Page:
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Charlotte Amalie
Wednesday, June 7, 2023
HomeNewsArchivesPolice Converge on Senate to Protest 'Peace Officer' Bill

Police Converge on Senate to Protest 'Peace Officer' Bill

Toward the end of a long day of hearings Wednesday, the Senate Committee on Appropriations and Budget was listening to testimony from the Virgin Islands Public Television System when approximately 60 police officers, some in uniform, entered Senate chambers and took seats in the audience.
Advised that the officers were there to speak to Senate members, Sen. Carlton “Ital” Dowe, interrupted the budget proceedings to allow two of the officers to state their business with the senators.
Lt. Joseph Gumbs, representing the Law Enforcement Supervisors Union, and Officer Donald Liburd, representing the Police Benevolent Association, took the floor, telling senators they were there in response to reports that a bill being proposed in the Senate would give peace officer status to federal agents. Peace officer status is the common terminology used when federal agents are granted the right to enforce local laws.
“This senator has not seen any legislation to make peace officers of federal agents," Dowe told the officers. "I have seen nothing that even speaks of anything to do with police.”
He went on to explain that they were conducting budget hearings and not addressing bills.
The two officers, speaking on behalf of those in the audience, said they did not want to disrupt the budget hearing but wanted to be heard by the senators immediately following the conclusion of the hearing.
Dowe agreed to listen to their concerns and when the hearing ended at 10 p.m., Dowe, along with Sens. Louis P.Hill, Wayne A.G. James, Terrence “Positive” Nelson, and Patrick Simeon Sprauve, spent another hour and a half listening to the officers and addressing their concerns.
Sprauve informed those present that “language was sent to legal counsel regarding the police officers, addressing the fact that they need help” but explained that there was no bill written.
When asked by Nelson what their major concerns were, Capt. Augustin Brin, commander of the Juvenile Bureau, stood up and addressed the senators, saying, “There is a history of abuse. Whenever a federal officer gets in any kind of confrontation, it is covered up. They have no respect for local laws or any local entity. I agree we need all the help we can get, but we need to work together. The situation has been deteriorating over the years.”
Hill addressed the officers, telling them, “There is no bill. If and when there is a bill, everyone will have the opportunity to come and testify.”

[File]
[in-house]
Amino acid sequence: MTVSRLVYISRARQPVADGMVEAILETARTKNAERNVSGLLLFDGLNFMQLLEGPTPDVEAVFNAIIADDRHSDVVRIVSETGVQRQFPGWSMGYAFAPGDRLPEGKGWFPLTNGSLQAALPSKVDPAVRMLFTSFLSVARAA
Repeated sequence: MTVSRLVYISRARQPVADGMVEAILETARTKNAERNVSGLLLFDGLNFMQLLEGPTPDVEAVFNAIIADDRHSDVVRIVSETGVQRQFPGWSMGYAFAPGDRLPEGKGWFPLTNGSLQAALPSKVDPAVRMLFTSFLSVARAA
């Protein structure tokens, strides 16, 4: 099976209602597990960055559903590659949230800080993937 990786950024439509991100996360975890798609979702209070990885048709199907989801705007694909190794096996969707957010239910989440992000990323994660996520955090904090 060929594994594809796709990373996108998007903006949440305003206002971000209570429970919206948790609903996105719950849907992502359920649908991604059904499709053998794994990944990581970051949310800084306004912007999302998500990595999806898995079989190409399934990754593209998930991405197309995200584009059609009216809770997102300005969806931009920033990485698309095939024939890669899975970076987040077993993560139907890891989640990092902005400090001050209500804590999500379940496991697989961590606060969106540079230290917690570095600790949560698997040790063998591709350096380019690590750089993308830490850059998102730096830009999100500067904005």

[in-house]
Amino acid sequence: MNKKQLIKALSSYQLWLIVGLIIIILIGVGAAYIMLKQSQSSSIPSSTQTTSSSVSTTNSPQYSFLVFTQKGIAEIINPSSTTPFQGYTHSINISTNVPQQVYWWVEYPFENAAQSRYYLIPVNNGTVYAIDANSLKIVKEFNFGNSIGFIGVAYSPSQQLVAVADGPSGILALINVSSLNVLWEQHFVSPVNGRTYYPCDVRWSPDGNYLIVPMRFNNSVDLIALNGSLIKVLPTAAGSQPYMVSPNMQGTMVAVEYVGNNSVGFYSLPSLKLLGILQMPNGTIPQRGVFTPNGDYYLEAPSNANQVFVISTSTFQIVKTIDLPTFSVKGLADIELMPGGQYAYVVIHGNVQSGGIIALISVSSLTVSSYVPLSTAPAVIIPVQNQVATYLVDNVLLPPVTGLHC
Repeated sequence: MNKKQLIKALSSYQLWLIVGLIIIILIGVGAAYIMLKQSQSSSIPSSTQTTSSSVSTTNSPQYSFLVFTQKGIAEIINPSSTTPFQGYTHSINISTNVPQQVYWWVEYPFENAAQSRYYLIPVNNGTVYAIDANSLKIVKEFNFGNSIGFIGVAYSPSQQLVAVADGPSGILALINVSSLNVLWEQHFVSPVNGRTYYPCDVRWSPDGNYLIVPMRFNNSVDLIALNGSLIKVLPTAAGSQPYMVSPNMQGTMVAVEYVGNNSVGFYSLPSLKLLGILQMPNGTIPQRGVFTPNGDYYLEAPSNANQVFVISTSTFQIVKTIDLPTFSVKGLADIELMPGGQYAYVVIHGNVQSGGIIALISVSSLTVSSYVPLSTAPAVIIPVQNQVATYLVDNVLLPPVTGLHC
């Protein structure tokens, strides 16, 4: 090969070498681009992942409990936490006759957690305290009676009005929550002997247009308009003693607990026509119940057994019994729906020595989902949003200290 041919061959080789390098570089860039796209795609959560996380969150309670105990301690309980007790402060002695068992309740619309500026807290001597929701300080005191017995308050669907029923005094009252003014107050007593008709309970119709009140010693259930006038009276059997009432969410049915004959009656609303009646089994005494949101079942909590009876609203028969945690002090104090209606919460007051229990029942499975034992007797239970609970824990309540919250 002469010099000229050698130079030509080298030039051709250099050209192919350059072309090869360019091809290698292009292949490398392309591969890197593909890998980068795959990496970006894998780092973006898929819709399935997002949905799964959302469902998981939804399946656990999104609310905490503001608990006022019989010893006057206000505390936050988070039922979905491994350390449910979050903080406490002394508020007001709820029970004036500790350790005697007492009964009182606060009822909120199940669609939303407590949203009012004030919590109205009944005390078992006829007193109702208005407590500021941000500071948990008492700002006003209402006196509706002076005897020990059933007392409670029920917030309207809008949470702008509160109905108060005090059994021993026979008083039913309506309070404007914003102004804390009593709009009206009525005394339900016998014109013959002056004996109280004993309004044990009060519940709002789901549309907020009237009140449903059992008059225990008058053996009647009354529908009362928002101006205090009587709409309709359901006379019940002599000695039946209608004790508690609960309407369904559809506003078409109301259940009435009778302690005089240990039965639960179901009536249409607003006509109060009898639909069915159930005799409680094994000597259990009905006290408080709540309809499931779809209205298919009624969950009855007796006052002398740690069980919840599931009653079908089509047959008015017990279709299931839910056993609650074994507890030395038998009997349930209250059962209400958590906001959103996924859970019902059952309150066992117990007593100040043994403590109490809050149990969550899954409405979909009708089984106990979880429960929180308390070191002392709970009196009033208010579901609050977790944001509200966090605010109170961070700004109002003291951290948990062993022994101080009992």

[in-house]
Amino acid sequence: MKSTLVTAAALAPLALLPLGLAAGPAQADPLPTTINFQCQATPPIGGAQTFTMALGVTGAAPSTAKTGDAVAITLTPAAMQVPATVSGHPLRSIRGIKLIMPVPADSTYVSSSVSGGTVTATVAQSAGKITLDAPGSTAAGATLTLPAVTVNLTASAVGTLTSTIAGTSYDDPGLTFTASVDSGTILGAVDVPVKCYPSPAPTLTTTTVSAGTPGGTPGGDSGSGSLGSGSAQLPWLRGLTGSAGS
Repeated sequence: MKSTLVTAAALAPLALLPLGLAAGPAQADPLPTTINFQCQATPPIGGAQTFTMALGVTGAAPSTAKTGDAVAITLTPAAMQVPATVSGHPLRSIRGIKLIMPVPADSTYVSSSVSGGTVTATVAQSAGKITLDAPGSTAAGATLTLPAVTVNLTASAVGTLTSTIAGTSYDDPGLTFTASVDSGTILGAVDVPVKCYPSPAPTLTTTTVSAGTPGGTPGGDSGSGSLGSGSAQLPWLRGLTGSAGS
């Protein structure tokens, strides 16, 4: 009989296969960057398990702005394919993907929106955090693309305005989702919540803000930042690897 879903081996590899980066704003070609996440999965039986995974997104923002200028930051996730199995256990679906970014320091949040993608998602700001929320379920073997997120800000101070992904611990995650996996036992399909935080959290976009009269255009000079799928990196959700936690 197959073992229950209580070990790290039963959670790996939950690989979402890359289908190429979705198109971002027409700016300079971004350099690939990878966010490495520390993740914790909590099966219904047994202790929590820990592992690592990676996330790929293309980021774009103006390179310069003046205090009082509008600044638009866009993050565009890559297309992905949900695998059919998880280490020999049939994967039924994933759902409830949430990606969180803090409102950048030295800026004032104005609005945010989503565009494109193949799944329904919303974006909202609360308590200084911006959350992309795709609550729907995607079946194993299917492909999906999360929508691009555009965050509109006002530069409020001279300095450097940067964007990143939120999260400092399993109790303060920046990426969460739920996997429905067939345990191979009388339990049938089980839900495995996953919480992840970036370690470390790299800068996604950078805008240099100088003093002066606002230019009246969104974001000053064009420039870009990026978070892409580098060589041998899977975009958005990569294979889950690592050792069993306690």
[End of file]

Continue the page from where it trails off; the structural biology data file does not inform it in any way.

When asked his position on such a bill, Hill said, “This territory has seen a major increase in violent crime. I want to see a reduction in that, and if there is a solution that will help bring about a reduction in that crime, then I will support it.”
Officers agreed, but said federal officers did not show any respect of local laws and were unwilling to work with local officers. The common sentiment among the officers present was that the federal agencies are the ones who are supposed to be protecting our borders, keeping out guns and drugs, but have not been doing their job.
“Give us the resources," Liburd told senators. "We need to do something to entice people to join our police force.”
Officers clamored to be heard, with many citing instances of federal officers blatantly disregarding local law with the support of the former police commissioner, James McCall. Senators pointed out that the issues they were discussing were not the cause of federal agents but of the local police department administration.
Liburd continued by saying, “You want to know why we don’t have a lot of police officers enforcing laws? Officers are afraid to do their jobs for fear of being sent home for infractions.”
Marjorie Wheatley, president of the Retired Police Officers Association, said, “All law enforcement agencies need to step up. Federal agencies need to get together with local agencies and work together. If we want to get our community back, we have to work together.”
The fear the Virgin Islands officers have, expressed by Liburd and Gumbs, is that federal officers, if granted peace officer status, will not have to inform local police regarding any investigations or arrests that they make, further enhancing the separateness of the federal and local agencies.
“These are our children that are dying," Hill said. "These are our families that are dying. It does not serve our community’s purpose to fight with federal officers.”
Police officers left the Legislature Building having thanked the senators for their attention.

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